Because it’s a practical book with exercises or because it alerts you to things you hadn’t previously noticed?

Both, for sure. I think that the senses are our filter of the world. Stuckey’s book makes us understand the limitations and potential of those filters, so we can understand how we can get more out of life, why we pick up on what we pick up on, and how we are biased and influenced in ways that we don’t realise. I would say this is the manual on our senses that we always needed but may never have taken the time to read.

What about your last choice? This is a philosophy book by Carolyn Korsmeyer, Making Sense of Taste, Food and Philosophy.

Despite the title, she does deal with all five of the senses. What she lays out very effectively and persuasively is the origins of our denigration of taste and smell and our celebration of the other senses. She traces the philosophical roots of our bias against these chemical senses.

In a nutshell, what is the bias? What is its origin? Why should we be reluctant to talk about the senses? I mean, people talk about sensuality; people enjoy food, people enjoy drink, people enjoy the feel of sunshine on their skin. There are all kinds of non-visual and non-auditory things that we enjoy. Why on earth would we denigrate them?

She fingers Plato and Aristotle as being the ones that started the whole thing. And the reasons for the denigration of the senses have changed over time. With the rise of Christianity, for example, there was also the idea that smells were savage and appealed to our baser instincts. This is also similar to the arguments offered by Plato. Plato describes our tastes and smells and appetites as the savage beast chained up with man. I will say that this book deals not only with taste, in the sensory sense, but also taste, in the aesthetic sense. On that topic, it also looks at how gustatory and olfactory experiences became incompatible with higher art and these spiritually elevating artistic experiences. So, what I found so powerful about her book was the way that it picks apart the origins of our ‘visualist’ nature and the origins of our biases against some of the senses. I found that very helpful because it holds a mirror up to ourselves. It illuminates biases of which we are not even aware, and suggests that there may be an alternate way of seeing the world that doesn’t put taste and smell at the bottom of the totem pole and that doesn’t suggest an aria or a painting is always more refined and elevating than a bite of food.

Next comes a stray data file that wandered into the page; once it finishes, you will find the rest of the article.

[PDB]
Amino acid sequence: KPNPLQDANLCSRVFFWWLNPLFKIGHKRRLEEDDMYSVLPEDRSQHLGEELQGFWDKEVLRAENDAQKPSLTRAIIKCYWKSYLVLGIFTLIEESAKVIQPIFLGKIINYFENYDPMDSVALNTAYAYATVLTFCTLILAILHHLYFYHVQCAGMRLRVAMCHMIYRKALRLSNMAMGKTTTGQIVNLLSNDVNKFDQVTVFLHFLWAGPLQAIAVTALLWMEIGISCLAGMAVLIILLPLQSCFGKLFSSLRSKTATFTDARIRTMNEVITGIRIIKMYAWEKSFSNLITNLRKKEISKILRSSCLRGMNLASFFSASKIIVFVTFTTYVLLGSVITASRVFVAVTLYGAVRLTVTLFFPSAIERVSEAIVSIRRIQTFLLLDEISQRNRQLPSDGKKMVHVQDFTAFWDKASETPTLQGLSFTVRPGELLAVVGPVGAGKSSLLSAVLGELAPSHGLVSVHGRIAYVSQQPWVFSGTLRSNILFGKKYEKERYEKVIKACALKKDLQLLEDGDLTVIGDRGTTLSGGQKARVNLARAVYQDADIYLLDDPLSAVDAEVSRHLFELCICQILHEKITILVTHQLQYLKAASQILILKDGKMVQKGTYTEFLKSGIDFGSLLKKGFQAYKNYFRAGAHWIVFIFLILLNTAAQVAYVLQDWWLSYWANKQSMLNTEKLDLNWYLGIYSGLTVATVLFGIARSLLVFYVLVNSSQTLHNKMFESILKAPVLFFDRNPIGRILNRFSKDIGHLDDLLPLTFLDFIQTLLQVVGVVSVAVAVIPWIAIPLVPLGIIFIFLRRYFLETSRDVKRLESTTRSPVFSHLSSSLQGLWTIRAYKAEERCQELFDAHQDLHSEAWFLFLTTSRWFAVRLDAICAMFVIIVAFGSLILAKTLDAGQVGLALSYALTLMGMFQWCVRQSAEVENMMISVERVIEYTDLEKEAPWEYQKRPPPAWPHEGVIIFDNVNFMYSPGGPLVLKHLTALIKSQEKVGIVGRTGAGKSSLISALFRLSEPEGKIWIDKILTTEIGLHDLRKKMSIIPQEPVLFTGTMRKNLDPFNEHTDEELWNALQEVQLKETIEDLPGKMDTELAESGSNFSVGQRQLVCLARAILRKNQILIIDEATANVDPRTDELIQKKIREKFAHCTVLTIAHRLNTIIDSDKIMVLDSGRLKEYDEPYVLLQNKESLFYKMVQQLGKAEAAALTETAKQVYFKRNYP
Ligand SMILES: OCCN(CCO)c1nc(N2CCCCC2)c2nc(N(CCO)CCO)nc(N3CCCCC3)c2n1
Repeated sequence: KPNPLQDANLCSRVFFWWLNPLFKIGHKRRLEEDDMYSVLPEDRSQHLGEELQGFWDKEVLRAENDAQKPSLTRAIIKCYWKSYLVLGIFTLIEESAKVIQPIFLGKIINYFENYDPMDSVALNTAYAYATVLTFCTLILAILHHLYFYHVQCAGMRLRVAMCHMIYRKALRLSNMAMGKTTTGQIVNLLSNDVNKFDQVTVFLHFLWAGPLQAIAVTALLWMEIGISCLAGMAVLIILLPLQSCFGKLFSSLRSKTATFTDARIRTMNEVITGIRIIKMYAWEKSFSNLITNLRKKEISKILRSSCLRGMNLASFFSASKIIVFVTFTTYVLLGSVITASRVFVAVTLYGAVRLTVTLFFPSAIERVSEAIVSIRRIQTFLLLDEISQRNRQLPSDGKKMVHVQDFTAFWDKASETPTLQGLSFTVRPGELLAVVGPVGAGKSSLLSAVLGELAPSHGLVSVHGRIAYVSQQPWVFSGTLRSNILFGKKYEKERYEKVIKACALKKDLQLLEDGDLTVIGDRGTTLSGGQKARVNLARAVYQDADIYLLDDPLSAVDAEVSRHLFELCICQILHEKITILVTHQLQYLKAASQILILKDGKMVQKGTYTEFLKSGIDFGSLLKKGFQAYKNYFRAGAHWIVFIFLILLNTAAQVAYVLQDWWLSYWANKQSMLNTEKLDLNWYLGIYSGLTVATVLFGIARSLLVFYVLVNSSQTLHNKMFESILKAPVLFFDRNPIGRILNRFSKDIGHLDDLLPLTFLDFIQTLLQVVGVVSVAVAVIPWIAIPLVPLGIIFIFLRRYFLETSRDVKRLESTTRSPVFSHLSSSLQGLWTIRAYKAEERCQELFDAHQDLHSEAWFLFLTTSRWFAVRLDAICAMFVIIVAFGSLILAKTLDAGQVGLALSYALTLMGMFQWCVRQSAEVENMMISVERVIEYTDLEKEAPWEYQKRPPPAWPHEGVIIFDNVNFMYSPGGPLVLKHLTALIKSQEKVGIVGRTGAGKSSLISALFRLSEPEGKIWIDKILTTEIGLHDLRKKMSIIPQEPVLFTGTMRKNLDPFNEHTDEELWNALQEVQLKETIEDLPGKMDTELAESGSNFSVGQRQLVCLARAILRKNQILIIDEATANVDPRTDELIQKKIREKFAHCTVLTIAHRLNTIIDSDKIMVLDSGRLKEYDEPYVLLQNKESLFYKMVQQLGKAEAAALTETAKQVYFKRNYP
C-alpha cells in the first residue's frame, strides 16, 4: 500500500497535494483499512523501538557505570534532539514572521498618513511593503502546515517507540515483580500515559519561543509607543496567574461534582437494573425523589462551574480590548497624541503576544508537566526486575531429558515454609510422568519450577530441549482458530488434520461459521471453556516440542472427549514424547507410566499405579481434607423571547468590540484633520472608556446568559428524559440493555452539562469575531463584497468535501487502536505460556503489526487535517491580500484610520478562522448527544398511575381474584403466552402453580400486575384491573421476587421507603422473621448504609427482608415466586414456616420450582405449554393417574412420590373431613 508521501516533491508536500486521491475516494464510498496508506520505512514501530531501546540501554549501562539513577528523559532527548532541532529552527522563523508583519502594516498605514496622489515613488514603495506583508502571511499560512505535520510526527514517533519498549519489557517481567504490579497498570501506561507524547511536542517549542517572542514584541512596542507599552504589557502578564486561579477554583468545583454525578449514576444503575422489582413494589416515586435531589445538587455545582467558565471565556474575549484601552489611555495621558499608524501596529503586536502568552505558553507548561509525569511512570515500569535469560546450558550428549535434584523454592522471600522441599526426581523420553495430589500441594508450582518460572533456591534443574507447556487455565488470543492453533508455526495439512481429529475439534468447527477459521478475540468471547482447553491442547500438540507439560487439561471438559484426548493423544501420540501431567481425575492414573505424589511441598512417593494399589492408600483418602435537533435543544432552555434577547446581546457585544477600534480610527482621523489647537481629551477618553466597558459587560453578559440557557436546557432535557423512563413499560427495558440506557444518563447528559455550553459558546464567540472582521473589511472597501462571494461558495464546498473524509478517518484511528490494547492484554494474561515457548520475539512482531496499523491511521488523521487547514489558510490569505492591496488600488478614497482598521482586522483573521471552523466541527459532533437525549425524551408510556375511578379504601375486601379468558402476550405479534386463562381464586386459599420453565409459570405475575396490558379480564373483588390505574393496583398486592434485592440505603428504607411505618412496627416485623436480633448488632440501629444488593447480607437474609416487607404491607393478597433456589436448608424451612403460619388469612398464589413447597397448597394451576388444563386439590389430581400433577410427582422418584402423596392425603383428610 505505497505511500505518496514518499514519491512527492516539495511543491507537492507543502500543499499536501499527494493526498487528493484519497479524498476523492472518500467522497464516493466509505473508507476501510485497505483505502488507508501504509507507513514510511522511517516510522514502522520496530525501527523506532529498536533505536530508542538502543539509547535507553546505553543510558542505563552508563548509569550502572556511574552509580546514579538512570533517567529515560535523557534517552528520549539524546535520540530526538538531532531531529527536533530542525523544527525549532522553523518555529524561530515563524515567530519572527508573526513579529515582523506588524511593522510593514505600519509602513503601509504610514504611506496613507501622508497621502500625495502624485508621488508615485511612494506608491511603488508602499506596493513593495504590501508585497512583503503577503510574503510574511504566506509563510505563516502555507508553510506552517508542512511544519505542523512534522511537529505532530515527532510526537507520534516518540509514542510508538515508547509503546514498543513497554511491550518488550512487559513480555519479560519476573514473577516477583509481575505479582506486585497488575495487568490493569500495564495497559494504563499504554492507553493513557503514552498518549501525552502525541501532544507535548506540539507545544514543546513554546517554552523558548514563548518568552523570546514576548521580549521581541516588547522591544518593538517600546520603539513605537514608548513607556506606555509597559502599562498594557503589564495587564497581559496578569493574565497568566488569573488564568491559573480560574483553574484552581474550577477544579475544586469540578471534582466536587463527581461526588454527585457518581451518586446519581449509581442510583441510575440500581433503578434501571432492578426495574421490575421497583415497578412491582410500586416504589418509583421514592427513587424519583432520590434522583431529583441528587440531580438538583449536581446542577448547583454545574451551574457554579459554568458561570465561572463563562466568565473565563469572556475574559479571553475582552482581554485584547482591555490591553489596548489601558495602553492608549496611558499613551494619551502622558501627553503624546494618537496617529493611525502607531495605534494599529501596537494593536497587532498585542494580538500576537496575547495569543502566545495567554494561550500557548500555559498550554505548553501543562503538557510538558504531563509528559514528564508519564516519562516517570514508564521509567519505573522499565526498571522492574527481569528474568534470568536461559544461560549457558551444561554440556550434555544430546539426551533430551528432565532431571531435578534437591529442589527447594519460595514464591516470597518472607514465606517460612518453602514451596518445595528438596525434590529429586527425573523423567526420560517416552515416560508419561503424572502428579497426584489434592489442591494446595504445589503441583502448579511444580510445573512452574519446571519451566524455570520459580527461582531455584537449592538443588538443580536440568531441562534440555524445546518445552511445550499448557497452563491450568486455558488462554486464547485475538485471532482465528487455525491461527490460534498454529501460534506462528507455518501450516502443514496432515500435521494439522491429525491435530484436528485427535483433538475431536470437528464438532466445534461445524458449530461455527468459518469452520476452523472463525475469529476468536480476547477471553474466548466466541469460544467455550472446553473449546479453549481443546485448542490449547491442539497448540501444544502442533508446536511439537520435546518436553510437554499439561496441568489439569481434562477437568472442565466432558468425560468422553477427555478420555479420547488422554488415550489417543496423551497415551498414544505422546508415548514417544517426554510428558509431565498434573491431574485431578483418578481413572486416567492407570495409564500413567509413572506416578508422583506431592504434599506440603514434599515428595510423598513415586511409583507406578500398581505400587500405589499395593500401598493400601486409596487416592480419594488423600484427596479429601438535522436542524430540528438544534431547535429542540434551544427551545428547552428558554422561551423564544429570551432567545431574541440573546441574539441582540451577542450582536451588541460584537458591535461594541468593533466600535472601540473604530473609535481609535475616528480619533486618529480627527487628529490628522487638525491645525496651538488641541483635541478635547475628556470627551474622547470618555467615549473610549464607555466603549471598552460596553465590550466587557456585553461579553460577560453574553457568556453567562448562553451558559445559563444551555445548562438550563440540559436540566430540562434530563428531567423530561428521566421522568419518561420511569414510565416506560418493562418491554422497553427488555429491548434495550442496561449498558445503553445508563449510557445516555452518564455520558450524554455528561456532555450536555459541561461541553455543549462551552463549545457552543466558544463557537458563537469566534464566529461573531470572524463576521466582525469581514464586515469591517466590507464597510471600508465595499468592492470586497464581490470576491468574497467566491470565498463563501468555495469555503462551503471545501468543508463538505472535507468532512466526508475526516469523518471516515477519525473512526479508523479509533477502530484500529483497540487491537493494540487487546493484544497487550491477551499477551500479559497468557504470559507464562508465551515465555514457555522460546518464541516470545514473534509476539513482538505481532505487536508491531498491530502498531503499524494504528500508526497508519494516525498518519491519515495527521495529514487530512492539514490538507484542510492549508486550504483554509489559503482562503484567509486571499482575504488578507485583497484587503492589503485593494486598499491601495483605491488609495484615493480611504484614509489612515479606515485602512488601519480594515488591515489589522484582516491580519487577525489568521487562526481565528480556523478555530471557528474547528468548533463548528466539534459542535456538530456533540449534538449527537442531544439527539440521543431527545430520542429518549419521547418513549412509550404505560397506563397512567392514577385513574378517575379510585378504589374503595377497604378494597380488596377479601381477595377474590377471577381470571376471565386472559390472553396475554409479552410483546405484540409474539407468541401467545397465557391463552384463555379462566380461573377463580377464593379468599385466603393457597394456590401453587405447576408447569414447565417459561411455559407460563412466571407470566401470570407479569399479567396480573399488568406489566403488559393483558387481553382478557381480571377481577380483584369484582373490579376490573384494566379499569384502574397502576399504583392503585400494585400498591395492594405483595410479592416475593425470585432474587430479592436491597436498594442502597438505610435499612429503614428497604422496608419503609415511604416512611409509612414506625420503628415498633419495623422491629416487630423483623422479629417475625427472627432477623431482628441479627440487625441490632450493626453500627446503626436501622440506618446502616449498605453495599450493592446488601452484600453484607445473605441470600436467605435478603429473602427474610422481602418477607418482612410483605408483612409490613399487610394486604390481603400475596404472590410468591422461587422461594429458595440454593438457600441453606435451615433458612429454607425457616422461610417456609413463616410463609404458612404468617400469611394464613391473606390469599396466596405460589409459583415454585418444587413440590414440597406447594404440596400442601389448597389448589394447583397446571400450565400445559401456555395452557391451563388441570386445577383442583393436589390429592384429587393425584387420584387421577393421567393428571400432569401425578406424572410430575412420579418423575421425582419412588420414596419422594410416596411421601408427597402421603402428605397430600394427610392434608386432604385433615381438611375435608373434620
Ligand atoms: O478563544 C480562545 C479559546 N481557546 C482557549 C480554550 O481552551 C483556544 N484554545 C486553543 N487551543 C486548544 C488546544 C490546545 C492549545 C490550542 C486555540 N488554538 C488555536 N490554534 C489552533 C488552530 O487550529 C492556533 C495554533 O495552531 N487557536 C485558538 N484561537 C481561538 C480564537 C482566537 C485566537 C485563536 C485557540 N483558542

Is there a J S Bach of the palette?

That’ a very difficult question. It’s a question that’s hard to do justice to in just a brief moment. As one of my sommelier mentors said: There are wines that can make you feel small in the way that a piece of music or a painting does. I’ve been lucky enough to have some of those bottles. There are things like old Champagne that have stopped me in my tracks and made me think a little bit differently about the universe and my place in it. And I have heard pieces of music that have done the same thing. So, it’s not impossible to find the Bach of wine. And I should say that I would love to be on that journey. If someone wants me to find the Bach or Mozart of wine, then I’m game.

Interview by Nigel Warburton

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Bianca Bosker

Bianca Bosker is an award-winning journalist and the author of Cork Dork, a New York Times bestseller about wine, obsession, and the science of taste. She is a contributing editor at The Atlantic, and her work has appeared in The New Yorker, The New York Times, The Wall Street Journal, and The Best American Travel Writing, among other publications. The former executive tech editor of The Huffington Post, she is also the author of Original Copies: Architectural Mimicry in Contemporary China.